A report by Teresita C. Schaffer and Pramit Mitra on the conference conducted by the Center for Strategic & International Studies on September 9, 2004, in conjunction with the CSIS Task Force on HIV/AIDS.

India has entered a critical period in its fight against the HIV/AIDS pandemic. In June 2004, India’s National AIDS Control Organization (NACO) announced its estimate that India had 5.1 million people infected with HIV as of the end of 2003, up from 4.58 million a year earlier. This represents a 10.3 percent increase in estimated infections (a welcome drop in the rate at which infection is spreading from the 13.3 percent increase a year earlier). India is home to the second-largest number of HIV-infected people in the world, and some would argue that it actually has the largest population of infected people. The HIV/AIDS epidemic has moved into the general population in several parts of the country.

Originally published by CSIS on November 1, 2004. View the entire report.

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India at the Crossroads: Confronting the HIV/AIDS Challenge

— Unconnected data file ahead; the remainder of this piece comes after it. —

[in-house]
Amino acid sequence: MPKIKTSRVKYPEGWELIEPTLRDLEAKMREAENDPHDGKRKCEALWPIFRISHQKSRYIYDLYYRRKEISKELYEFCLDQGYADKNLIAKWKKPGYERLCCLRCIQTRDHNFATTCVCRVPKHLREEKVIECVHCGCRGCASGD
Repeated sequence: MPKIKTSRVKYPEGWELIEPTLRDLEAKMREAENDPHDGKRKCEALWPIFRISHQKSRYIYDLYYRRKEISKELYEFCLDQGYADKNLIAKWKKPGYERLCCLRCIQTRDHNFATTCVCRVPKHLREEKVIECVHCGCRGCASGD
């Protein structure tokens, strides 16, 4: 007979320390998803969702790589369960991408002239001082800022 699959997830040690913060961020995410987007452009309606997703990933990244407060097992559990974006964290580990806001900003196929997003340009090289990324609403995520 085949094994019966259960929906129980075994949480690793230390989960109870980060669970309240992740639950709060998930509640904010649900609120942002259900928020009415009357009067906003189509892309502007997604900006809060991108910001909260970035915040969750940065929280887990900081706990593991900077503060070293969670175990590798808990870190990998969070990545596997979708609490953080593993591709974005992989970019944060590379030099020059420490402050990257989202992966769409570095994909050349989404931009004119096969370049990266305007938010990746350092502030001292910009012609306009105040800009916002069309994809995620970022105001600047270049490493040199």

A report by Teresita C. Schaffer and Pramit Mitra on the trip taken to India by a nine-member delegation of medical, public health, and diplomatic experts from January 3-10, 2004, in coordination with the Center for Strategic and International Studies’ Task Force on HIV/AIDS.

The purpose of the visit was to understand how HIV/AIDS is affecting India, how governmental and nongovernmental institutions in the country are mobilizing to slow the spread of the disease, and how the United States should work with India in this effort. This report reviews the overall state of the epidemic and India’s response to it; it then lists the delegation’s key findings and, finally, enumerates the delegation’s recommendations.

Originally published by CSIS. View the entire report.

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Stepping Carefully in Kashmir

An article by Teresita C. Schaffer expressing cautious optimism for the continuation of a tenuous ceasefire in Kashmir.

The year 2000 ended on a hopeful note in Kashmir, with India’s ceasefire for the Muslim holy month of Ramadan being extended until January 26. The principal Kashmiri political umbrella group seems interested in a dialogue with New Delhi, and the Pakistan military has withdrawn some forces from the Line of Control separating them from Indian units. All three constituencies now must consider who will talk, about what, and how they can continue the momentum. Discreet diplomatic encouragement from the United States has helped the process thus far, but the heavy lifting needs to be done in Delhi, Islamabad and Srinagar.